Thereupon the General Chapter of Narbonne promulgated the above-mentioned decree, identical with the "constitutio gravis in contrarium" Bacon speaks of. The above-mentioned prohibition was rescinded in Roger's favour unexpectedly in 1266. Bonaventure was instrumental in procuring the election of Pope Gregory X, who rewarded him with the title of Cardinal Bishop of Albano, insisted on his presence at the great Second Council of Lyon in 1274. There, after his significant contributions led to a union of the Greek and Latin churches, Bonaventure died and in suspicious circumstances; the 1913 edition of the Catholic Encyclopedia has citations that suggest he was poisoned, but no mention is made of this in the 2003 second edition of the New Catholic Encyclopedia. The only extant relic of the saint is the arm and hand with which he wrote his Commentary on the Sentences, now conserved at Bagnoregio, in the parish church of St. Nicholas, he steered the Franciscans on a moderate and intellectual course that made them the most prominent order in the Catholic Church until the coming of the Jesuits.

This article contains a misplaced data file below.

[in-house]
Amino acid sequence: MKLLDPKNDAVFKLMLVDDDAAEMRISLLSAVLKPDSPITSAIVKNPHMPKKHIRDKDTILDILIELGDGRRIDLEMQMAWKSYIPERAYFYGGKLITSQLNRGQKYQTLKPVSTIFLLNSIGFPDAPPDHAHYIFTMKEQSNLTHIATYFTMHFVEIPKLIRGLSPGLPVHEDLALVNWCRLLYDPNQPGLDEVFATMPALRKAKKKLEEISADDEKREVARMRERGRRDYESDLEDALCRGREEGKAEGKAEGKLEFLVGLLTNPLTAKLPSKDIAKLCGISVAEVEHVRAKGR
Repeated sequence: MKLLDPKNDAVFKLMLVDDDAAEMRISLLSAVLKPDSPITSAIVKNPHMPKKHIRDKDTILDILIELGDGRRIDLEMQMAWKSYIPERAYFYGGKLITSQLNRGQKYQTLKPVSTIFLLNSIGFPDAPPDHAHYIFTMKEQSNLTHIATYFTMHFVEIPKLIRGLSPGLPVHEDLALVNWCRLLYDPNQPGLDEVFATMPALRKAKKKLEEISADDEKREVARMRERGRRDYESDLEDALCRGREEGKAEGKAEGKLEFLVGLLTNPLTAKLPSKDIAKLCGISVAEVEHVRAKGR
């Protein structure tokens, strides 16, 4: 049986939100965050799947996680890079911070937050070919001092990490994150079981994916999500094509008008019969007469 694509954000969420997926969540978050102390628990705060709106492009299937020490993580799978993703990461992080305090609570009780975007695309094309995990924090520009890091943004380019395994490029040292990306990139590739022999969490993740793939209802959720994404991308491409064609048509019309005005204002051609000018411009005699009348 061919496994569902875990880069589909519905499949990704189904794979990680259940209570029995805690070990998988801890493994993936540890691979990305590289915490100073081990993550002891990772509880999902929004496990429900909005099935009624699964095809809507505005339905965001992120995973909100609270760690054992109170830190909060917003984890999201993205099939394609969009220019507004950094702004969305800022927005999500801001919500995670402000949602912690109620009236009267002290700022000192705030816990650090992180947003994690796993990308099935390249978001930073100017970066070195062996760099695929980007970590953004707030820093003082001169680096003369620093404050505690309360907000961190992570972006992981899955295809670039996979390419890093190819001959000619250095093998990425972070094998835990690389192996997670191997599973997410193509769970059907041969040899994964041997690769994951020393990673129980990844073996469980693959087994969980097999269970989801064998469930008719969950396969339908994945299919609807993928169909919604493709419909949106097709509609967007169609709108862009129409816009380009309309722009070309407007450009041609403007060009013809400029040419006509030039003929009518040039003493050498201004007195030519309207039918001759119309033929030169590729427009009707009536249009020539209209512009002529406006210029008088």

His theology was marked by an attempt to integrate faith and reason. He thought of Christ as the "one true master" who offers humans knowledge that begins in faith, is developed through rational understanding, is perfected by mystical union with God. Bonaventure's feast day was included in the General Roman Calendar upon his canonisation in 1482, it was at first celebrated on the second Sunday in July, but was moved in 1568 to 14 July, since 15 July, the anniversary of his death, was at that time taken up with the feast of Saint Henry. It remained on that date, with the rank of "double", until 1960, when it was reclassified as a feast of the third class. In 1969 it was assigned to the date of his death, 15 July. Bonaventure was formally canonised in 1484 by the Franciscan Pope Sixtus IV, ranked along with Thomas Aquinas as the greatest of the Doctors of the Church by another Franciscan, Pope Sixtus V, in 1587. Bonaventure was regarded as one of the greatest philosophers of the Middle Ages, his works, as arranged in the most recent Critical Edition by the Quaracchi Fathers, consist of a Commentary on the Sentences of Lombard, in four volumes, eight other volumes, including a Commentary on the Gospel of St Luke and a number of smaller works.